History can teach us important lessons about urban nature in an era of climate...

GreenUP's Sustainable Urban Neighbourhoods Program looks to the past to plan for the future
The GreenUP Store in downtown Peterborough has unique environmentally friendly and locally made gifts and stocking stuffers for any budget. When you choose local by shopping at GreenUP, you are supporting the environment both by reducing waste and by directly supporting the environmental work of the non-profit charity. You can also purchase gift certificates and, when you combine a donation to GreenUP with the purchase of a gift certificate, GreenUP will send you the gift certificate in a personalized donation holiday card that you can gift to friends or family. (Photo courtesy of GreenUP)

Choose local and support the environment with 15 green gift ideas from GreenUP

When you buy eco-friendly products and handcrafted local goods from the GreenUP Store, you also directly support GreenUP's environmental programs.
Every year, GreenUP educators introduce over 1,000 children to the wonders of nature in Ecology Park, a five-acre urban sanctuary in the heart of Peterborough. In this photo, children learn about the development of monarch butterflies. Instilling both passion and appreciation for nature in our children is fundamental to encouraging future behaviours that protect the environment and reduce our impact on our local environment. (Photo courtesy of GreenUP)

Help keep Peterborough’s heart green with a donation to GreenUP’s Ecology Park

Community donations will be used to increase the park's accessibility, add solar panels to children's education shelter, and more.
Winter weather gets us thinking about road safety again. There are many behaviours we adopt to keep each other safe on the streets, but there are also ways that road design can keep us safe, and it turns out that the safety benefits of adding bike infrastructure are better for all road users. (Photo: GreenUP)

Want to improve road safety? Bikes can do that.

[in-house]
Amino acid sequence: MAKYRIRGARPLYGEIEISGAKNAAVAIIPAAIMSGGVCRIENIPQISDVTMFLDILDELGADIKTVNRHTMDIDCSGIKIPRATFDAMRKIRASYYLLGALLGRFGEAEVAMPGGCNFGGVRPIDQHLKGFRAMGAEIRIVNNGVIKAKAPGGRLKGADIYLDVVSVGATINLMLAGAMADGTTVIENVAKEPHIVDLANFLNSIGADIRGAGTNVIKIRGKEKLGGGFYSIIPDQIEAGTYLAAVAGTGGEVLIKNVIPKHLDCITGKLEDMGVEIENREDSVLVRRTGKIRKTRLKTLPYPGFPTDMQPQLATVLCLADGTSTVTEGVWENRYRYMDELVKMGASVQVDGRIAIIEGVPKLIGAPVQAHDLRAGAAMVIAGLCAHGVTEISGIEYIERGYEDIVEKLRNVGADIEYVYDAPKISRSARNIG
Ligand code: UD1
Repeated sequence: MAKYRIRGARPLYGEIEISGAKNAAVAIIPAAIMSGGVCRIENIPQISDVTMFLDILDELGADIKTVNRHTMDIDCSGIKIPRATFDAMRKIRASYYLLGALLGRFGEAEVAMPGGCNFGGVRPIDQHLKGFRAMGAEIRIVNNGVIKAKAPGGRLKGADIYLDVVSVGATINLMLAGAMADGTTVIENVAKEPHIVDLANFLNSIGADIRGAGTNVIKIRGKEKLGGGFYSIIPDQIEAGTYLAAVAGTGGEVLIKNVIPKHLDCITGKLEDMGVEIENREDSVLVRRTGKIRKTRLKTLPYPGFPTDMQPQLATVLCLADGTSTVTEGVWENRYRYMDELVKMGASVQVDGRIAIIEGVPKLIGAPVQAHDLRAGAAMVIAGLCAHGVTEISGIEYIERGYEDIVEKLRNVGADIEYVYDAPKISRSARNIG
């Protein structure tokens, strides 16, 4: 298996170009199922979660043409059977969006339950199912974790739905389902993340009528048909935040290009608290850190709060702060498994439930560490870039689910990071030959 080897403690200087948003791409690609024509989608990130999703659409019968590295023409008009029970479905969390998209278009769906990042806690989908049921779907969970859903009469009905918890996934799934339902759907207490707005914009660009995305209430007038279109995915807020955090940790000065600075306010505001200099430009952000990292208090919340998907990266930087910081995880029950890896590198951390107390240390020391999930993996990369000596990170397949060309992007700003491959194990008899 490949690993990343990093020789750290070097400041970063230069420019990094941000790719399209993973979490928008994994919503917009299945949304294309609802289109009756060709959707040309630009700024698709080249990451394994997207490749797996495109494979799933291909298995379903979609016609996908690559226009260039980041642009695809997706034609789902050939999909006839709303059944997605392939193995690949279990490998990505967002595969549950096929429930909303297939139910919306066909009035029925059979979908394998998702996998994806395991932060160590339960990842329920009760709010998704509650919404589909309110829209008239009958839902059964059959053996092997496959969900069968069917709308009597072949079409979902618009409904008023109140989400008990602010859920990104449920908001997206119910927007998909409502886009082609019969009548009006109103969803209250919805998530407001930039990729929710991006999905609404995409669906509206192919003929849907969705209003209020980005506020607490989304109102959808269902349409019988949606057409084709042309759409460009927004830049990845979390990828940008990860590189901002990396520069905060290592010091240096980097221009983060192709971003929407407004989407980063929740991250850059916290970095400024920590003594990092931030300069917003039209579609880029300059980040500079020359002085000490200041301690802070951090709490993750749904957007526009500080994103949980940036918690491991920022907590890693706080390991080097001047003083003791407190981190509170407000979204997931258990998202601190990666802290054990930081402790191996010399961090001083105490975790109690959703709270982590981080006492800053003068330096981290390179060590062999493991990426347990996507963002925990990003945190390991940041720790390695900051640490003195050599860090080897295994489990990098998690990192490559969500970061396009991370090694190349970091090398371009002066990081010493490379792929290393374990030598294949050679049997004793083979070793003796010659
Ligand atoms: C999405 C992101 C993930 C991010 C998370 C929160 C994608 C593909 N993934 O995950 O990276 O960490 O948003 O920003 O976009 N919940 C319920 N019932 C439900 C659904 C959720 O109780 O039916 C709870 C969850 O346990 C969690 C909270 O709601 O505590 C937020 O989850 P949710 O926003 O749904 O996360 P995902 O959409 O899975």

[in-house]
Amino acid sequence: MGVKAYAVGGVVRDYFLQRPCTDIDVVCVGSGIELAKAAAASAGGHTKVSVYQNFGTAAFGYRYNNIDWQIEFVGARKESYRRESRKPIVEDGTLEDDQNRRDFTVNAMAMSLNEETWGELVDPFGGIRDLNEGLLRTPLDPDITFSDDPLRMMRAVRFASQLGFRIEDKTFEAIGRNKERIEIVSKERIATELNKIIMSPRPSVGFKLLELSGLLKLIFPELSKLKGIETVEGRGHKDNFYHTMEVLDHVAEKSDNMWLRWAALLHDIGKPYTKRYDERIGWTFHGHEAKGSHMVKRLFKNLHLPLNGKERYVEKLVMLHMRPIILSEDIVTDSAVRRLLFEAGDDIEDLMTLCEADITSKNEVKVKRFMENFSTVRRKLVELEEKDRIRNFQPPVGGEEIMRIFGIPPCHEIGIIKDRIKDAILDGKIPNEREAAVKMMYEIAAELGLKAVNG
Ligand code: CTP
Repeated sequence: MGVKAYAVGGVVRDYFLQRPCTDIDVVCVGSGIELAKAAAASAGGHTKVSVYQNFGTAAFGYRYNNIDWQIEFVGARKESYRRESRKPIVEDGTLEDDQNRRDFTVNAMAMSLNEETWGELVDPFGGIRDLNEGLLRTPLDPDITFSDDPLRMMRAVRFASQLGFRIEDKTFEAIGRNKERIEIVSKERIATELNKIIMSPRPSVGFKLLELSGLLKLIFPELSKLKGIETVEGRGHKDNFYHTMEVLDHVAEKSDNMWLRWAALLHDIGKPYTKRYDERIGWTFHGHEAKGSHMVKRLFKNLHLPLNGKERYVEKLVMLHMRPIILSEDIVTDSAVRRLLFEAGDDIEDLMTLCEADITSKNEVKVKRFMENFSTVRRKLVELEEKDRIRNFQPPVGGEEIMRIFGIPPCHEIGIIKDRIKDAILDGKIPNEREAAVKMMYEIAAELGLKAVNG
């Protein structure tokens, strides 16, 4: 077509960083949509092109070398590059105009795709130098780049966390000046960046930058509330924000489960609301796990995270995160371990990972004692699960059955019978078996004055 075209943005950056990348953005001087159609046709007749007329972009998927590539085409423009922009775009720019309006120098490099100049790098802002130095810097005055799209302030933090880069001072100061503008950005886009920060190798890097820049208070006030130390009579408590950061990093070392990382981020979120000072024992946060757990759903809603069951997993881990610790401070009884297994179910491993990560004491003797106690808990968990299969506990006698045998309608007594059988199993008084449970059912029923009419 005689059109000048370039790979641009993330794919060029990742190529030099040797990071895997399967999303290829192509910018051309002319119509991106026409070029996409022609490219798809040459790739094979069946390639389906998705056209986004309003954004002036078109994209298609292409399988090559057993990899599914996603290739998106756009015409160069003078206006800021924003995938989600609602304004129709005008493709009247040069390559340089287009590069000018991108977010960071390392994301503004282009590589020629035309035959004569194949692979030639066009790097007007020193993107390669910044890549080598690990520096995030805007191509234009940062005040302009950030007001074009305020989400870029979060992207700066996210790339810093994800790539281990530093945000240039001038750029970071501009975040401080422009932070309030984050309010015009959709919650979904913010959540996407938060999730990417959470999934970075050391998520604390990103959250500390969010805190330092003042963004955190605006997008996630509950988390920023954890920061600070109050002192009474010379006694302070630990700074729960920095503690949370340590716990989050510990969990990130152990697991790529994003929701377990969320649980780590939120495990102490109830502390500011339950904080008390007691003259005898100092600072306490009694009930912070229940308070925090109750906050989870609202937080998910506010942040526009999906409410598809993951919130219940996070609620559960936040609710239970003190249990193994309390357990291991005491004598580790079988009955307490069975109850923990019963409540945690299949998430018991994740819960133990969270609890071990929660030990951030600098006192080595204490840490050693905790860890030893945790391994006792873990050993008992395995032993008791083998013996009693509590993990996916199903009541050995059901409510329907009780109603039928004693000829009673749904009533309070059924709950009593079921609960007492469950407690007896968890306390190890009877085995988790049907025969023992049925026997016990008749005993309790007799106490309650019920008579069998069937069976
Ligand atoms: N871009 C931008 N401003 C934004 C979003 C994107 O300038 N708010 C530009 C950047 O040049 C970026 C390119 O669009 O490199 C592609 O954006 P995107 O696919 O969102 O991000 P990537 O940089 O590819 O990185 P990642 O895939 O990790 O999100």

The sixth in a series from GreenUP on how bikes can make our community healthier, safer, and more prosperous.
The first commercial Christmas card was sold in Britain in 1843, after civil servant Sir Henry Cole decided he was too busy to write individual Christmas greetings and asked artist John Callcott Horsley to design a card he could fill out. The idea caught on, and mass-produced greeting cards soon replaced hand-written greetings in most of Europe and North America. Today, despite the ubiquity of the internet, the greeting card industry still produces seven billion physical cards each year with annual sales of $7.5 billion. It is estimated that producing and sending all these cards generates as many as 1.1 million tons of carbon dioxide. (Public domain photo)

The good and bad environmental news about greeting cards

GreenUP shares some alternatives to mailing out mass-produced greeting cards this holiday season.
Local Anishinaabe artist Tia Cavanagh (left) with Kim and Mark Zippel in front of a canoe made by Anishinaabe master birchbark canoe builder Chuck Commanda from the community of Kitigan Zibi in Quebec. The canoe is currently on display at the entrance to Peterborough & the Kawarthas Tourism Visitor Centre, immediately opposite the Jiimaan'ndewemgadnong pocket park site outside of Euphoria Wellness Spa in downtown Peterborough. Kim and Mark Zippel sponsored the two canoe-themed public art pieces that Cavanagh is currently working on for the Jiimaan'ndewemgadnong site. (Photo courtesy of GreenUP)

The heart of the canoe beats in downtown Peterborough

Local Anishinaabe artist Tia Cavanagh creating art for Jiimaan'ndewemgadnong pocket park project.